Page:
REGGAE PIONEERS will come together on November 15 for No Bass Like Home – a virtual festival showcasing exclusive performances from some of the best live acts and legends from the Reggae scene and celebrating Brent’s rich Reggae heritage, presented by Brent 2020, London Borough of Culture.
It’s never been more important to celebrate what’s on your doorstep, and I’m proud we’ve been able to capture artists that are admired and respected in the reggae community
Curated by BBC Radio 1Xtra’s Seani B, the festival expertly showcases all of the sides of this rich history, bringing together leading acts from London, Jamaica and Florida.
Those featured on the line up recognise thecontribution of Reggae to British music, culture and society and its importance in Black British history.
Performers include: Reggae royalty Julian Marley, Britain’s first homegrown Reggae band The Cimarons, trailblazer and first Black British female reggae star to scale the charts, Janet Kay; singer and youngest daughter of the legendary ‘Dennis ‘Crown Prince’ Brown, Marla Brown, Mr Incredible and veteran MC General Levy, UK Dancehall star Big Zeeks and Girls I Rate presents Alicai Harley, Amaria, Brixx and DJ Carmen; alongside a special performance from Brent’s Reggae community Choir.
Opening up to a global audience and reimagined due to the coronavirus pandemic, the No Bass Like Home Online Festival is hosted by Claire Clottey, Mikey Koos, Daddy Ernie and Gussy Roots and will be broadcast online via Brent2020.co.uk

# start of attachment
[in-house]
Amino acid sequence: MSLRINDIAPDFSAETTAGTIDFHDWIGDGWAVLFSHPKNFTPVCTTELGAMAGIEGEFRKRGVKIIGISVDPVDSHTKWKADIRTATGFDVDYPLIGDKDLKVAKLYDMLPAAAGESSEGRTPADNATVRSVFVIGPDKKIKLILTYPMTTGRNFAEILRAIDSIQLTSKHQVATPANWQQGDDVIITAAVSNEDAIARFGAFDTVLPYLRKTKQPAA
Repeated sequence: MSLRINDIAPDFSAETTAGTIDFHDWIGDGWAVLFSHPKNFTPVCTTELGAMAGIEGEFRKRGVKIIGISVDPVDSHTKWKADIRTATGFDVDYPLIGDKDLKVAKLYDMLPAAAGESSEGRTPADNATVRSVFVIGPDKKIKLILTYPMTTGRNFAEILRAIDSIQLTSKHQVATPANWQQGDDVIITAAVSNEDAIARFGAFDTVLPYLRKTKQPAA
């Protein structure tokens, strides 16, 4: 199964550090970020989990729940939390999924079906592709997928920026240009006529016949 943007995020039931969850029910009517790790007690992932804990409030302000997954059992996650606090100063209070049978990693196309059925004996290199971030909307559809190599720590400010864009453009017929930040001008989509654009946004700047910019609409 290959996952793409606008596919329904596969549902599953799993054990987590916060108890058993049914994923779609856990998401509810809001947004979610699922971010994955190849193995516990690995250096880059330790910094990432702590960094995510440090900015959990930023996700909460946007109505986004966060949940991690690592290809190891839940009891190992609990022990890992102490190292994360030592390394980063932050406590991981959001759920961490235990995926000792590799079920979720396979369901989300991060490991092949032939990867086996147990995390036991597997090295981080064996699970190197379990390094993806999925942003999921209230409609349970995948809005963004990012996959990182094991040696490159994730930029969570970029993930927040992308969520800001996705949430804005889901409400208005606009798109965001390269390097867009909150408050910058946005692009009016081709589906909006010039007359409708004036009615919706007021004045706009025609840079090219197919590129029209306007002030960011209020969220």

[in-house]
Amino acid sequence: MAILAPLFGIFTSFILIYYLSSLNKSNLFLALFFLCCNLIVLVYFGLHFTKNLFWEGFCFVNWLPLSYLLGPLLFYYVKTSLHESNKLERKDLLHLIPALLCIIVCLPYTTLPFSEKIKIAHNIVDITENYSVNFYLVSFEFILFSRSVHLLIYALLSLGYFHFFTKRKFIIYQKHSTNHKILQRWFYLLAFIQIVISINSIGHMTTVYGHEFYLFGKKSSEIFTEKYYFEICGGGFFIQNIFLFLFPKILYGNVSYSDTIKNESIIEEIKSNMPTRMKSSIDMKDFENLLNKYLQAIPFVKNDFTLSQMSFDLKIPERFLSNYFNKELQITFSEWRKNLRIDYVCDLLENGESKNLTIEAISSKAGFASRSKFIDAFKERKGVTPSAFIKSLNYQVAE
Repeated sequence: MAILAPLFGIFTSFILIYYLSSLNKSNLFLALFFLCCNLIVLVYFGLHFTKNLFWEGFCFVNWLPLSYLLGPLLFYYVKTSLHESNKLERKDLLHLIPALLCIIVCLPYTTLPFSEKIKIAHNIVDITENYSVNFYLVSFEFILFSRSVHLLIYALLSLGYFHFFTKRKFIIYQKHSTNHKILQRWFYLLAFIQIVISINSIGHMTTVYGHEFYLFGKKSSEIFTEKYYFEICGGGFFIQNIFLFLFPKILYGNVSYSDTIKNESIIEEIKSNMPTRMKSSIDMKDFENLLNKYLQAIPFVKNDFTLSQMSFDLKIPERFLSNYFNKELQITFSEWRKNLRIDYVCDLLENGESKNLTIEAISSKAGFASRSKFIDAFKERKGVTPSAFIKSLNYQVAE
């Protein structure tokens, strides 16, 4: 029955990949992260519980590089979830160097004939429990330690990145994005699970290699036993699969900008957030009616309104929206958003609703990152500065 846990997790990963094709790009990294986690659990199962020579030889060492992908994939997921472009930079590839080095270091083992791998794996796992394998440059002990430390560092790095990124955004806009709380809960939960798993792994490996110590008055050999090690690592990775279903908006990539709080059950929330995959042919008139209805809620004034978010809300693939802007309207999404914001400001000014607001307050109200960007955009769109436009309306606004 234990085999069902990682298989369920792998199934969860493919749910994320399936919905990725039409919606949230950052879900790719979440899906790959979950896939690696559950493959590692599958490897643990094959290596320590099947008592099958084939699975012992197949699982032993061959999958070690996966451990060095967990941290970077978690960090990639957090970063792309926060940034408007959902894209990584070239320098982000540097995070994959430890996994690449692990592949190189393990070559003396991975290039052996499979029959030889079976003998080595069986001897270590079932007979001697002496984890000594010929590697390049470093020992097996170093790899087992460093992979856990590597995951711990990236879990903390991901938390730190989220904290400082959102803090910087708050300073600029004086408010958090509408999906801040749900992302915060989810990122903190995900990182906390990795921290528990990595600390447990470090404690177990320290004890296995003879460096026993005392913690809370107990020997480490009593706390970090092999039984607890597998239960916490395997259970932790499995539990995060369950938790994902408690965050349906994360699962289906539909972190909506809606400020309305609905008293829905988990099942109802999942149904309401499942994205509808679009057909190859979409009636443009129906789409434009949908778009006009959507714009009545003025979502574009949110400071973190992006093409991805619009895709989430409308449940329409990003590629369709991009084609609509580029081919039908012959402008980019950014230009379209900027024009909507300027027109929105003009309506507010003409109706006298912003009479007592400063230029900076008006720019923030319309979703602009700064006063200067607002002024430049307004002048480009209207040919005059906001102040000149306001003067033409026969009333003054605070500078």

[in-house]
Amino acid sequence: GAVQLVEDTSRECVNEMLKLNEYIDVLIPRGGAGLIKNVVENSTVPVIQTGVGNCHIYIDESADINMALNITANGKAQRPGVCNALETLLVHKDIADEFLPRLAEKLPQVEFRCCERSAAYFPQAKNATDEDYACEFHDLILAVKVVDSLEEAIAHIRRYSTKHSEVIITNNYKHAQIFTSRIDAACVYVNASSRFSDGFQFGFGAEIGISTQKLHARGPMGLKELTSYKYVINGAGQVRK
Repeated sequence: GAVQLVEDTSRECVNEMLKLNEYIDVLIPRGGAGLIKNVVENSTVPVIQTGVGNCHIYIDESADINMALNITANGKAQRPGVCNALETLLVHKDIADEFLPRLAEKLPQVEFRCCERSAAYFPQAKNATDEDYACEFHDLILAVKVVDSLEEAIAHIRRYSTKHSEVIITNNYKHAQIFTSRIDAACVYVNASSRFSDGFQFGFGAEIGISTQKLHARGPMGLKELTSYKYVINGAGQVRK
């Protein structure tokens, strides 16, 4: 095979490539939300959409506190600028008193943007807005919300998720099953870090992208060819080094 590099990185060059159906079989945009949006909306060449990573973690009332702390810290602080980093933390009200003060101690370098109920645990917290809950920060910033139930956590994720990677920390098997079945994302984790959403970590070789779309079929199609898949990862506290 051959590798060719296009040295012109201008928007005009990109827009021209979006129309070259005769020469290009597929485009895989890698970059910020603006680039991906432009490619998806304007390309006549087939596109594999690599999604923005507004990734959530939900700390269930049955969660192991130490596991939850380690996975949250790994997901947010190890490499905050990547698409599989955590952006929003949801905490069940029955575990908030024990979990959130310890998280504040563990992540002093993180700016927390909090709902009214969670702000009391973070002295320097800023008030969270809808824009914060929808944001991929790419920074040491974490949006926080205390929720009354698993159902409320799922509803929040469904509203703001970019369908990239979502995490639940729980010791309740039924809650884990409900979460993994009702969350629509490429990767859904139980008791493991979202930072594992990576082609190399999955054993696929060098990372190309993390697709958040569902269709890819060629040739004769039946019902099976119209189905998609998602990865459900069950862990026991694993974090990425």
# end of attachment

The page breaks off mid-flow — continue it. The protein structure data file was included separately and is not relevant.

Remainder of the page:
Coming home to where Reggae started out, No Bass Like Home will be streamed from the Brent Black Music Co-op Recording Studios in Willesden, London and the famous Harry J Studios in Kingston, Jamaica.
During the 1970s reggae exploded in Brent, with the borough becoming a powerhouse of producing and championing black British music across the UK and the world.
Pioneering label Trojan Records, founded in Willesden in 1968, brought Reggae music to British listeners for the first time, cementing the careers of reggae legendslike Bob Marley and championing music by Caribbean immigrants.
Sound systems and clubs across Brent blasted vital new music as Brent produced iconic musicians of its own.
Between the live sets, the festival will uncover the musical, cultural and social history of reggae in and around Harlesden – the cradle of British reggae – including conversations with key figures from the Brent reggae community.
Curator Seani B says: “The culture and vibe that Brent has brought me over the years has helped nurture my path and influence my career to date.
“The energy at the legendary Brent Black Music Co-op has been reminiscent of the sessions I do back in Jamaica for BBC Radio 1Xtra.
“It’s never been more important to celebrate what’s on your doorstep, and I’m proud we’ve been able to capture artists that are admired and respected in the reggae community.”
Justine Simons OBE, Deputy Mayor for Culture and the Creative Industries adds: “Reggae is a signature sound of Brent’s history and this free online festival will be a real celebration of its great influence on the borough and our capital.
“By bringing top acts from the music scene into our homes, it will be a highlight in Brent’s London Borough of Culture programme.”